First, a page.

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Are there man pages for each individual function in Haskell? In other words can I type man fst somewhere and get a man or help page about the function? I am finding the profusion of functions overwhelming!

I am using GHC and GHCi.

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1  
Sounds like a fun idea to implement (as a backend for haddock). – Roman Cheplyaka May 13 '12 at 21:55
up vote 9 down vote accepted

I don't know of a command-line tool for this, but you can use Hoogle to find the type of a function, a quick summary of its documentation, and a link to the full online documentation based on its name.

It even works the other way: going from a type to functions that match that type! This is extremely useful if you think a function must exist for a certain purpose, but don't know what it's called or where it is.

There's also Hayoo, which searches the entirety of Hackage (whereas Hoogle only searches standard libraries), but it's probably less useful for this specific purpose: a search for "fst" returns the obsolete haskell98 package first, and the relevant base package third.

From within GHCi, you can often get some information about what a function does simply by checking its type; for instance, if you do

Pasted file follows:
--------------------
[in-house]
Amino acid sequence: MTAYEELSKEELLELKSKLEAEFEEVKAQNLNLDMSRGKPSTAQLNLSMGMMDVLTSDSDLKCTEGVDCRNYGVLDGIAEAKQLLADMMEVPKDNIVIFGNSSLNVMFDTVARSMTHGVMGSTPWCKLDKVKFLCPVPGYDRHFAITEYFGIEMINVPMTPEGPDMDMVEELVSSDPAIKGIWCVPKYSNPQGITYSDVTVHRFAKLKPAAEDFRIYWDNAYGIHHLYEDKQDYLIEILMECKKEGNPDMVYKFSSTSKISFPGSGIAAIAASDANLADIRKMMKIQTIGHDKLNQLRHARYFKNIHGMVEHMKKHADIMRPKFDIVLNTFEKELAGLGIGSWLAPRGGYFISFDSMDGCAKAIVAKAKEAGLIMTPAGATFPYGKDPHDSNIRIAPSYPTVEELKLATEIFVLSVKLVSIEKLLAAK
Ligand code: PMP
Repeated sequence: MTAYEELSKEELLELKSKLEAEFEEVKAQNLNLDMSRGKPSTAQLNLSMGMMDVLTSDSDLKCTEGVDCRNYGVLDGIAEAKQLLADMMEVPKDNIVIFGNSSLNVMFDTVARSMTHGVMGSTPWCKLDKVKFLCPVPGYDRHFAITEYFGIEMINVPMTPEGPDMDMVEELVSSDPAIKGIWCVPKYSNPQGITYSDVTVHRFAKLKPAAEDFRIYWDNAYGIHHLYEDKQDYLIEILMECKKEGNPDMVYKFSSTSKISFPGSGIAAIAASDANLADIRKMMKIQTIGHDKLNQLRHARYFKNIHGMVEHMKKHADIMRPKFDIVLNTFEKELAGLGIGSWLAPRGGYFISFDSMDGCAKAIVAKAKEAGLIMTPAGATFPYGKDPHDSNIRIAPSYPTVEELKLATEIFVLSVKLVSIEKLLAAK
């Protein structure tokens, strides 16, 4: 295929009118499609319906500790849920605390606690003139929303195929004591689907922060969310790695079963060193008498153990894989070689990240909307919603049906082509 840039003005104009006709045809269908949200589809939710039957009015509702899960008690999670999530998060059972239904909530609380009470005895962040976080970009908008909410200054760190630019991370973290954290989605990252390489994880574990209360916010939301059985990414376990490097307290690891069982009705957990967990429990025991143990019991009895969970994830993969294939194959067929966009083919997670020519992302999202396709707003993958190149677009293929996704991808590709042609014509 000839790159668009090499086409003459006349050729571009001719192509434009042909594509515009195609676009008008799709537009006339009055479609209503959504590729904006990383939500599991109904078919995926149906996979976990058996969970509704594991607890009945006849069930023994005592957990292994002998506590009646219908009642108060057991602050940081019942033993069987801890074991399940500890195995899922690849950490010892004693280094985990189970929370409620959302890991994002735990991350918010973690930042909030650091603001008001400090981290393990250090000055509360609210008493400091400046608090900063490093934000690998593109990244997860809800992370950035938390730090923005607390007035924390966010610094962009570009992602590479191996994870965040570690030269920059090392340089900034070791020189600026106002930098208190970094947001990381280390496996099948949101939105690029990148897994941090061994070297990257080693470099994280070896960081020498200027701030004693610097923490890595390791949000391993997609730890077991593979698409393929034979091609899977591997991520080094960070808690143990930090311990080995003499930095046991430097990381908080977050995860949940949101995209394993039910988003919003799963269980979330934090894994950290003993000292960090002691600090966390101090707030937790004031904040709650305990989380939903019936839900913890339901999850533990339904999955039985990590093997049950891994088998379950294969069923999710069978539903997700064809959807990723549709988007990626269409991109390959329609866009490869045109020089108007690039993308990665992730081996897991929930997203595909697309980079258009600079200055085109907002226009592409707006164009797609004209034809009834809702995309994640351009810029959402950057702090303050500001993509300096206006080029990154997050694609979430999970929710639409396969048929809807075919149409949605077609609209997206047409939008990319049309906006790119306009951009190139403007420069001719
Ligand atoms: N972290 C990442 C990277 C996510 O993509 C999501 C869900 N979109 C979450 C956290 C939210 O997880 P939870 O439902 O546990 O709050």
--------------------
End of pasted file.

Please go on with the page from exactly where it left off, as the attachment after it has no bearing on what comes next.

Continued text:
GHCi> :t fst
fst :: (a, b) -> a

then you know that fst must return the first element of the tuple you give it, because that's all a function of that type can do.

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Just f y I - hoogle is a command line tool too – Thomas M. DuBuisson May 12 '12 at 22:12
    
@ThomasM.DuBuisson: Yep, but as far as I know, the command-line tool doesn't include or link to the documentation. – ehird May 12 '12 at 22:16
    
I believe Leksah also has some sort of (hoogle-based?) documentation browser. – Dan Burton May 12 '12 at 23:37
    
@DanBurton same for EclipseFP. – arrowd May 13 '12 at 6:09

I found it useful to integrate Hoogle into GHCi:

$ cabal install hoogle
$ echo >> ~/.ghci ':def doc \x -> return $ ":!hoogle --info \"" ++ x ++ "\""'

Download and build Hoogle databases:
$ hoogle data

Then you can do this inside GHCi:

ghci> :doc fst
Prelude fst :: (a, b) -> a

Extract the first component of a pair. 

From package base
fst :: (a, b) -> a
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My only gripe about this is that it doesn't properly escape " in x. I would think it better to invoke hoogle in a more typical Haskell fashion rather than using GHCi's :!. – dfeuer Oct 26 '15 at 14:48

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